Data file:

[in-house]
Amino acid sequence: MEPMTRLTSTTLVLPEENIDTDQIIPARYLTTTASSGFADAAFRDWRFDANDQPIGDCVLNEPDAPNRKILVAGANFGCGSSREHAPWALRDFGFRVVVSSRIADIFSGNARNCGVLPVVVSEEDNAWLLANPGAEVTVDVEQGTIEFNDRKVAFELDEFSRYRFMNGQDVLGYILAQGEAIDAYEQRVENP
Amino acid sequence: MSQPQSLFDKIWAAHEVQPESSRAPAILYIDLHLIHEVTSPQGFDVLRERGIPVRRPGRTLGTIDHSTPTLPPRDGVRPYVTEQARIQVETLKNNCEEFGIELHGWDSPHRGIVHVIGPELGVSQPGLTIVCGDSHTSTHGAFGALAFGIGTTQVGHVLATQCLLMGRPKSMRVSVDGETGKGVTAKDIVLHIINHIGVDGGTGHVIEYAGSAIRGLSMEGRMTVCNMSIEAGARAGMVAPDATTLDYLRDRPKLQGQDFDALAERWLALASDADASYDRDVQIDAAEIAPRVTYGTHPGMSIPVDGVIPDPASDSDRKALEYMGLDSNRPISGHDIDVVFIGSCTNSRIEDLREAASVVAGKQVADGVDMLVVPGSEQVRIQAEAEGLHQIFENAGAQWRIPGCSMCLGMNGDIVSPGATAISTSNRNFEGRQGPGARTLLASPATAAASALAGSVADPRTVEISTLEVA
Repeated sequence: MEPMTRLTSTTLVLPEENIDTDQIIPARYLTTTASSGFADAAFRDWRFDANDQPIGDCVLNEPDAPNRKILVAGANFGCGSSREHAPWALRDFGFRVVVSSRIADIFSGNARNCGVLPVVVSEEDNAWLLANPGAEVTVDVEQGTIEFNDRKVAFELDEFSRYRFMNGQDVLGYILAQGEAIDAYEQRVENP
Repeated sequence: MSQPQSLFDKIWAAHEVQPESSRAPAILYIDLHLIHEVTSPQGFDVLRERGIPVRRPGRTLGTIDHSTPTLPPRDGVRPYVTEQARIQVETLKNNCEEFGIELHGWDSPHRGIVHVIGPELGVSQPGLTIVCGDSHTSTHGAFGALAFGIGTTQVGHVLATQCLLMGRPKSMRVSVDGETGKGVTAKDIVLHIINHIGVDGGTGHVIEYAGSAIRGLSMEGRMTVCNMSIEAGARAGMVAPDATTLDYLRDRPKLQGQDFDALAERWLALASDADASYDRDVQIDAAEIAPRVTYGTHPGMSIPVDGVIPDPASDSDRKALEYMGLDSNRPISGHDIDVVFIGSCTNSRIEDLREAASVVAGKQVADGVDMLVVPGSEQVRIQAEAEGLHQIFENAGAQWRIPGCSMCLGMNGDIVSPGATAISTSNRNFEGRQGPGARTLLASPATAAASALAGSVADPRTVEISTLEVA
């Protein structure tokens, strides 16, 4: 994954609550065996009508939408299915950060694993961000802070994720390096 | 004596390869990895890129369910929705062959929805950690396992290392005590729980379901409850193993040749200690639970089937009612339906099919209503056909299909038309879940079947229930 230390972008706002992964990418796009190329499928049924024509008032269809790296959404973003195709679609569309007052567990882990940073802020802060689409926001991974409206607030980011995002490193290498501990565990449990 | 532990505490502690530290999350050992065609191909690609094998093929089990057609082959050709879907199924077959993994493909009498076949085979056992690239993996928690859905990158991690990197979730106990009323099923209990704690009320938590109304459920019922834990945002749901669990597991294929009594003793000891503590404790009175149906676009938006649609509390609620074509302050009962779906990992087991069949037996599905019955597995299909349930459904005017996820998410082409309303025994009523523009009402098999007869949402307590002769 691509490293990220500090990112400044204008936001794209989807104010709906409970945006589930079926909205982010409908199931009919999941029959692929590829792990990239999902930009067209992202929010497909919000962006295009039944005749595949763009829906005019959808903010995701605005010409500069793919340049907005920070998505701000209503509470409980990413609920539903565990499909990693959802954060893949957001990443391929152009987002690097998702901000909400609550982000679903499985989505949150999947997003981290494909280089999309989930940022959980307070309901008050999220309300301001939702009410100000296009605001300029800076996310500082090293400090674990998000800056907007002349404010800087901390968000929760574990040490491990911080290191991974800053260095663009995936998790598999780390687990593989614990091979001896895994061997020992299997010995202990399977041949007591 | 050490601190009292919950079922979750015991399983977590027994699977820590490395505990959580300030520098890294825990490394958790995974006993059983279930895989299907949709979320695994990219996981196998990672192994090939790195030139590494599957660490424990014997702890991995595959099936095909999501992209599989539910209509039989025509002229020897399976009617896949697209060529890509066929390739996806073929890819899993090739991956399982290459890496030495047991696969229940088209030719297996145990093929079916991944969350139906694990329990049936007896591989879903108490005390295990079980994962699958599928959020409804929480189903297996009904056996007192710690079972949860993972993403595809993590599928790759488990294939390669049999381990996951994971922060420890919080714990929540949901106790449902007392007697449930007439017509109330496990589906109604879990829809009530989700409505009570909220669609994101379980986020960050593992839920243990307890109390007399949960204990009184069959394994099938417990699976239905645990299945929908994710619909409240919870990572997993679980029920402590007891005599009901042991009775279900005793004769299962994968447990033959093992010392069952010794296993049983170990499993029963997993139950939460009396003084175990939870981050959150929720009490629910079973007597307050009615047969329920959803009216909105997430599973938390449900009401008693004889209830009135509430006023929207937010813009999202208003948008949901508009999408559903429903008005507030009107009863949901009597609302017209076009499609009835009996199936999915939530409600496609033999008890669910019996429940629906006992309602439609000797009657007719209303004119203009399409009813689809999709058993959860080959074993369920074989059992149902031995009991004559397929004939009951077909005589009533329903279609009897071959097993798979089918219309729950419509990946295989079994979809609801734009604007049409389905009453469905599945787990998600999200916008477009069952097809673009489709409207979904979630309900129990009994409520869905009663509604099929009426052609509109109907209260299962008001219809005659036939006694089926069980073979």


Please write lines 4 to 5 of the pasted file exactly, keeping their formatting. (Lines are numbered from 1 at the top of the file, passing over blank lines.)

Repeated sequence: MEPMTRLTSTTLVLPEENIDTDQIIPARYLTTTASSGFADAAFRDWRFDANDQPIGDCVLNEPDAPNRKILVAGANFGCGSSREHAPWALRDFGFRVVVSSRIADIFSGNARNCGVLPVVVSEEDNAWLLANPGAEVTVDVEQGTIEFNDRKVAFELDEFSRYRFMNGQDVLGYILAQGEAIDAYEQRVENP
Repeated sequence: MSQPQSLFDKIWAAHEVQPESSRAPAILYIDLHLIHEVTSPQGFDVLRERGIPVRRPGRTLGTIDHSTPTLPPRDGVRPYVTEQARIQVETLKNNCEEFGIELHGWDSPHRGIVHVIGPELGVSQPGLTIVCGDSHTSTHGAFGALAFGIGTTQVGHVLATQCLLMGRPKSMRVSVDGETGKGVTAKDIVLHIINHIGVDGGTGHVIEYAGSAIRGLSMEGRMTVCNMSIEAGARAGMVAPDATTLDYLRDRPKLQGQDFDALAERWLALASDADASYDRDVQIDAAEIAPRVTYGTHPGMSIPVDGVIPDPASDSDRKALEYMGLDSNRPISGHDIDVVFIGSCTNSRIEDLREAASVVAGKQVADGVDMLVVPGSEQVRIQAEAEGLHQIFENAGAQWRIPGCSMCLGMNGDIVSPGATAISTSNRNFEGRQGPGARTLLASPATAAASALAGSVADPRTVEISTLEVA